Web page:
Gary McClain, PhD, is a therapist, patient advocate, and writer who specializes in helping clients—as well as their family members and professional caregivers—deal with the emotional impact of chronic and life-threatening illnesses.

"I’m newly diagnosed, and ever since my diagnosis, I’ve been depressed moody and tired. Why is this, and what can I do to fix it?" You’re newly-diagnosed, so your mind is still wrapping itself around what living with diabetes is going to mean for you. Human beings don’t do well with uncertainty and change, and that’s what a medical diagnosis like diabetes brings into our lives. “Why me?” “How am I going to deal with this?” “What does my future look like?” All those questions can leave you feeling emotionally drained, depressed, moody, and tired.

Let yourself feel how you feel

First, I want to reassure you that it is normal to have all kinds of feelings come up when you are first diagnosed. The way to fix yourself is to not fix yourself, if that makes sense. In other words, to let yourself feel how you feel—the good, the bad, the ugly. After all, they’re just feelings.

I also encourage you to have a safe place to talk about what’s going on in your life, with people who can listen without judging and, yes, without trying to fix you. Talk is healing, it helps our minds to integrate the new diagnosis and to see not only the limitations but also the possibilities. Face the road ahead with optimism. Are you getting support from friends or family members? You might also think about meeting with a counselor who can help you to gain additional perspective on this new chapter in your life and to learn some new coping skills. Support is power.

Still, your use of the word depression raised the concern with me that you may be feeling kind of helpless and hopeless right now. It’s also not uncommon for individuals with diabetes to experience depression. What you call moodiness and fatigue can be symptoms of depression that might require treatment from a mental health professional. If these symptoms persist more than a couple of weeks, or if you are having trouble functioning day to day, then this would be something to bring up with your doctor. Also keep in mind that blood sugar levels can affect emotions, as well as cause fatigue. Another reason to talk to your doctor. And remember: You are not alone! Stay in touch with your friends on Diabetic Connect!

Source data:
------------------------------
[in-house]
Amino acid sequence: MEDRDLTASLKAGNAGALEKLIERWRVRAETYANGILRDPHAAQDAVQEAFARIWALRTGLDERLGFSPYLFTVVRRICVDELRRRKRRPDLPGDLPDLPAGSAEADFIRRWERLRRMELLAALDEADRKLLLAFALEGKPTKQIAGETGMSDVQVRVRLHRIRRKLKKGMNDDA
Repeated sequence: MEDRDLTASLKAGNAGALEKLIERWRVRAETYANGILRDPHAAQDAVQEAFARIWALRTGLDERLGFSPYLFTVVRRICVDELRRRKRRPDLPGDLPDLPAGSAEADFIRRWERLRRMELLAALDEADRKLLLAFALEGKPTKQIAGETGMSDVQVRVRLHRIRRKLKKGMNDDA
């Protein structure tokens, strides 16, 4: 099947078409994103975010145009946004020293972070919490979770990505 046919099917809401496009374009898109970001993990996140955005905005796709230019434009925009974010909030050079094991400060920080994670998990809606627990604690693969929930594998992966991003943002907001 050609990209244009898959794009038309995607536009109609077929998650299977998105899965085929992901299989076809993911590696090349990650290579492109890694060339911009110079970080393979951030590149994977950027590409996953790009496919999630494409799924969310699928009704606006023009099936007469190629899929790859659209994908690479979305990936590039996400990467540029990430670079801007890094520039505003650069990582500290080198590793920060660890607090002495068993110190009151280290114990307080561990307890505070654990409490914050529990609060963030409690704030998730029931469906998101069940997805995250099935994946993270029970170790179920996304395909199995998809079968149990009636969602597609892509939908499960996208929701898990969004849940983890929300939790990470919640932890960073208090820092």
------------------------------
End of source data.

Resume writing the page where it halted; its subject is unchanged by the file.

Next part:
Combat cravings

"I’m so frustrated with my diabetes. I feel like I start to lose weight and then end up gaining some back due to stress. How do I combat the cravings I get when I’m stressed?"

Using food as a way of coping and feeling powerless leads to more stress. Food is a temporary fix for stress but, as you have experienced, the effects of overeating can lead to more stress when you feel your weight getting out of control.

So, a few questions to consider: Is there something you can do to reduce the stress in your life? Are you trying to do too much when other people could be pitching in? Do you have aspects of your life like finances that you need some advice in managing? Are there people you could be reaching out to for emotional support? In other words, are you making your health a priority, saying no when you can, and asking for help? Start by taking a close look at the stressors in your life and, one by one, see what you can do to reduce them.

One of the main causes of stress is expectations: the belief that things shouldn’t be the way they are. So while you’re at it, ask yourself what you can control and what you can’t control. Waging an internal battle with yourself just leads to more stress. Think of it this way: One of the keys to happiness is accepting life on life’s terms. Look at where you do have control, starting with: Managing your diabetic self-care. Keeping unhealthy food out of reach and, if you live with others, ask them to support you on this. If you don’t yet have a diet that works with your preferences and lifestyle, talk to a dietician or a diabetes educator and get some advice. Also, learn some new ways to manage your stress, and reduce the cravings, by distracting yourself. Take walks. Find a new hobby. Build some relaxation into the day. Talking with someone who can listen without judgment can help a lot. You’ve got wise mentors right here on Diabetic Connect, so stay connected with us.